Destinations Magazine

Exploring Duga: Chernobyl Exclusion Zone in Ukraine

By Davedtc @davedtc

The Russian Woodpecker was so powerful it globally disrupted TV and radio broadcasts, commercial aviation communications, and even utility transmissions. The Woodpecker’s official name is Duga, it is a humongous, over-the-horizon radar that the Soviets utilized to detect nuclear ballistic launches in the US. This power-hungry Duga was located in the shadow of the doomed Chernobyl nuclear power plant in present day Ukraine. During the Soviet days the super-secret Duga was listed as a children’s camp on maps.

Duga, which means arc in Russian, utilized frequencies reserved for civilian communications. The radar made sharp repetitive clicking sounds which earned its nickname the Russian Woodpecker. In western military circles it was known as the Steel Yard. The Soviet Union did not disclose Duga’s existence. It was rumored to be able to manipulate the the weather and to even control minds. The Woodpecker was constructed in 1976, but its existence was not officially confirmed until the fall of the Soviet Union.

Duga is located in the Chernobyl Exclusion Zone in Ukraine. The Exclusion Zone is a 1000 square mile restricted area monitored by the Ukrainian military. Duga is located only 10 km from the highly radioactive Chernobyl reactor which was destroyed in 1986 during a routine test that went horrifically wrong. Chernobyl is considered the worst nuclear disaster in the world, forcing over 100,000 residents to be evacuated. Today, it is possible to take a tour of the Exclusion Zone which includes Duga.

Two weathered, green gates with silver Soviet stars stand sentry upon my arrival. Partially obscured, I caught my first glimpse of Duga towering over the forest. A 20 minute walk brought me to the base of the Duga.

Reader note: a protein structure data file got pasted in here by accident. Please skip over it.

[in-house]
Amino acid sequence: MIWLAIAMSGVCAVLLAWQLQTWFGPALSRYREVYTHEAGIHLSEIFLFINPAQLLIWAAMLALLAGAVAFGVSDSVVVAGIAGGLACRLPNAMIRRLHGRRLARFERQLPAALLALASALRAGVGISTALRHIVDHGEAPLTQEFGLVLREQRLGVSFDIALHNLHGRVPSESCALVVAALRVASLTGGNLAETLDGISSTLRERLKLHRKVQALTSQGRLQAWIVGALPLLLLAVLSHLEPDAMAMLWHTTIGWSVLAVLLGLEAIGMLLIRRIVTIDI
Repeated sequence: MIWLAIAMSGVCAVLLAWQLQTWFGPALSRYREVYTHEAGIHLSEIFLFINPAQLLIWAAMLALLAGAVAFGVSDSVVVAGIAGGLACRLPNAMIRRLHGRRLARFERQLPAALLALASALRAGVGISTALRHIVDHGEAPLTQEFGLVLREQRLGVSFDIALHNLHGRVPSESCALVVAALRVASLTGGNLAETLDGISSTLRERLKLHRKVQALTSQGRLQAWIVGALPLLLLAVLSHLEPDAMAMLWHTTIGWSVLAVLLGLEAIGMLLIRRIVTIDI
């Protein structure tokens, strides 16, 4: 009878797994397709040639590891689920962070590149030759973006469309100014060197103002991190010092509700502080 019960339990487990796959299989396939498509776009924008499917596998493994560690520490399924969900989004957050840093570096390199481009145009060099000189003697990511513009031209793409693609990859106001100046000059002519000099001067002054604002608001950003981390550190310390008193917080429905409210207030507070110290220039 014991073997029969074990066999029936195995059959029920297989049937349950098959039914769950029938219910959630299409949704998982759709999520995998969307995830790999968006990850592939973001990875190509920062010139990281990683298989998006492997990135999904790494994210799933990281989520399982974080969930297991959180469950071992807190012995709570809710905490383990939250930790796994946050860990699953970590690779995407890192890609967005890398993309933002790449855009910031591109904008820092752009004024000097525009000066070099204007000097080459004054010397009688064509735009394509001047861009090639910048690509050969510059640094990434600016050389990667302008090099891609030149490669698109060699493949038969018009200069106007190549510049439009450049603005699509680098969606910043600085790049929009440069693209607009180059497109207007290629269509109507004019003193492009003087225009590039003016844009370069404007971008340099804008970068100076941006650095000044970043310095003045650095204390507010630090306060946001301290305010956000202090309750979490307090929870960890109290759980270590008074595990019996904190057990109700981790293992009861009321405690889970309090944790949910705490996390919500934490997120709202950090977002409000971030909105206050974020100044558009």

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This monstrosity dwarfs the thick green forest. Duga measures 500 feet tall and stretches nearly 3,000 feet long. This mechanical monster weighs in at over 14,000 tons. This radar is a giant metal patterned structure that reaches toward the sky.

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Duga was manned by a military staff numbering 1,000 soldiers who were garrisoned in the village of Chernobyl-2. Next to Duga is a large military facility which was used to operate Duga. I explored the abandoned and dilapidated control facility. As I avoid debris, I noticed Soviet imagery and propaganda reminiscent of the cold war. I imagined the ghosts of Soviet soldiers manning the equipment in these dark rooms in the height of the cold war.

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After several hours of exploration, I departed in awe of Duga.

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